Dungeons and Dragons and Philosophy: By Friendship or Force

This essay is by Samantha Noll, a doctoral candidate over at Michigan State University, where she is getting a PhD in animal ethics. This essay is about the ethics of summoning furry friends to do your bidding. In it, she examines a couple of different situations in which D&D makes use of animals as a game mechanic and whether or not such uses are ethical (from the perspective of in-game casters, she thankfully does not start a tedious conversation about whether or not D&D’s authors are evil for including the options in the game). In order to determine if they are ethical or not, she uses moral yardsticks provided by various other animal ethicists. Of course, none of these animal philosophers agree with each other on what constitutes an unethical action with regards to animals at all, so the ultimate conclusion is that every spell and class feature examined either is or is not ethical depending on who you ask, because that is how philosophy do.

The essay is ambivalent as to whether or not summoning animals or having an animal familiar is wrong, but then goes on to say that rangers and druids are on much more ethically sound (though not entirely unassailable) ground, because they befriend rather than compel animals. Except, where the fuck does it say that animal familiars are somehow compelled to obey the wizard as though they were a summoned creature? By D&D mechanics, a familiar is just a small creature with a few special powers linked to the wizard’s own, like allowing the wizard to see through their eyes or cast spells from their position. The tropes that D&D is drawing on from this class feature usually feature the familiar as a friend, adviser, or usually both. The level of control a player has over a familiar mechanically is identical to the amount for a ranger’s animal companion. So where the Hell does Noll get off calling this a coercive relationship?

Further, why does the druid get a free pass on casting summon spells? The spells are nearly identical, they just have different lists of creatures to draw from, and in some editions it is literally the exact same spell. If the wizard is compelling summoned creatures to fight for them, the druid is, too. The druid isn’t restricted to summoning creatures they’ve met in the past. They aren’t going to run out of creatures to summon, not even if they’re summoning large apex predators like bears or tigers and regularly getting them killed. This means that the spell can’t possibly be dependent upon only summoning up the druid’s personal friends, because the druid would run out of such friends in a hurry if their summons tend to die before being dispelled. That’s not an unusual circumstance, since summoned creatures are often relatively low on HP and especially AC compared to other party members, and are usually used as front line infantry rather than a support, artillery, or other back line role. Druids are summoning up random animals to use as soldiers, and if those animals are fighting willingly, it’s because they have a loyalty to a shared cause that the druid is presumed to support (they both support green mana policies or something). There’s no reason why a wizard couldn’t be calling on creatures who have likewise enlisted in an interdimensional military and are all sitting around in barracks waiting to be summoned to the front lines to fight in the name of [insert alignment here], and if the wizard doesn’t get this benefit of the doubt, why should the druid?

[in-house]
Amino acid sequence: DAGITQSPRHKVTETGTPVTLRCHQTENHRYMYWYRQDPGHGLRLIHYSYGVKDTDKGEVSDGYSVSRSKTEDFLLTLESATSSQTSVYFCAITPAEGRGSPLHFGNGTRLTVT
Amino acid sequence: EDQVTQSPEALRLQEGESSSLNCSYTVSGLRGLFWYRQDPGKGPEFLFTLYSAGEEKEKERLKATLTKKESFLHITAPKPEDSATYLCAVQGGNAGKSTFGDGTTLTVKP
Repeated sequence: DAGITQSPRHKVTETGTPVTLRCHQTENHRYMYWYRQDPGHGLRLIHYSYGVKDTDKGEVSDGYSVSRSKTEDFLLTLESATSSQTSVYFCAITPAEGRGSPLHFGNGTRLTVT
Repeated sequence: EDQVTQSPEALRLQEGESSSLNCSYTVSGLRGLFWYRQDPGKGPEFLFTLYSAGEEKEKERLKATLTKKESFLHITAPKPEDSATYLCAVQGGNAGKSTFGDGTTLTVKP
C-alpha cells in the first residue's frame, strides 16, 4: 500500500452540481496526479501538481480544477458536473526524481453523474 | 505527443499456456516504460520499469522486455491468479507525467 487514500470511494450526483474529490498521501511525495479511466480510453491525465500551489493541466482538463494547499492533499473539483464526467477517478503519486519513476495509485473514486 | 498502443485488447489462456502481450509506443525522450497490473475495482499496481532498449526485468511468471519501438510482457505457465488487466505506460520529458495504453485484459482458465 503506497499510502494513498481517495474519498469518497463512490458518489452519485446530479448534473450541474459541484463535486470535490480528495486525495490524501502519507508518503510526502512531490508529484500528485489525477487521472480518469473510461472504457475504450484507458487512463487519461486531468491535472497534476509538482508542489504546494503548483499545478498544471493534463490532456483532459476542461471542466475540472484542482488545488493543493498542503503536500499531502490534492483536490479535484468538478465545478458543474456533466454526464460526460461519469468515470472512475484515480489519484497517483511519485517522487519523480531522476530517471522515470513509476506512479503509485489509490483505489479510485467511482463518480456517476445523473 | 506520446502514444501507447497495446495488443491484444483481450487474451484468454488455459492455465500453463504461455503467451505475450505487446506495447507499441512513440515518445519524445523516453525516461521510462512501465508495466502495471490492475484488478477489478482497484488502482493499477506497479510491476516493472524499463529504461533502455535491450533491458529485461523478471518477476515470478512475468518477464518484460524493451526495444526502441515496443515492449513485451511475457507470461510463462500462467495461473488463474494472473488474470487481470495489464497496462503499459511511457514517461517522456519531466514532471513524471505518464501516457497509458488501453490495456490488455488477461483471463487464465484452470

Also, none of this works with the spell descriptions given by 5e at all, in which druids summon fey spirits who take the shape of animals, not actual animals, but this book was released when 5e is brand new, so I won’t fault Noll for grounding her article in the paradigm held by Pathfinder (not to mention most other editions), which was the reigning champion at the time. It makes sense to examine the game that everyone is playing, rather than whatever happens to be new and shiny at the moment, particularly since the 5e Player’s Handbook might not even have been released when Noll was writing this essay.

Still, I’m detecting some pretty blatant favoritism towards rangers and druids from Noll. There’s nothing in the text to support their being any more or less coercive than wizards.

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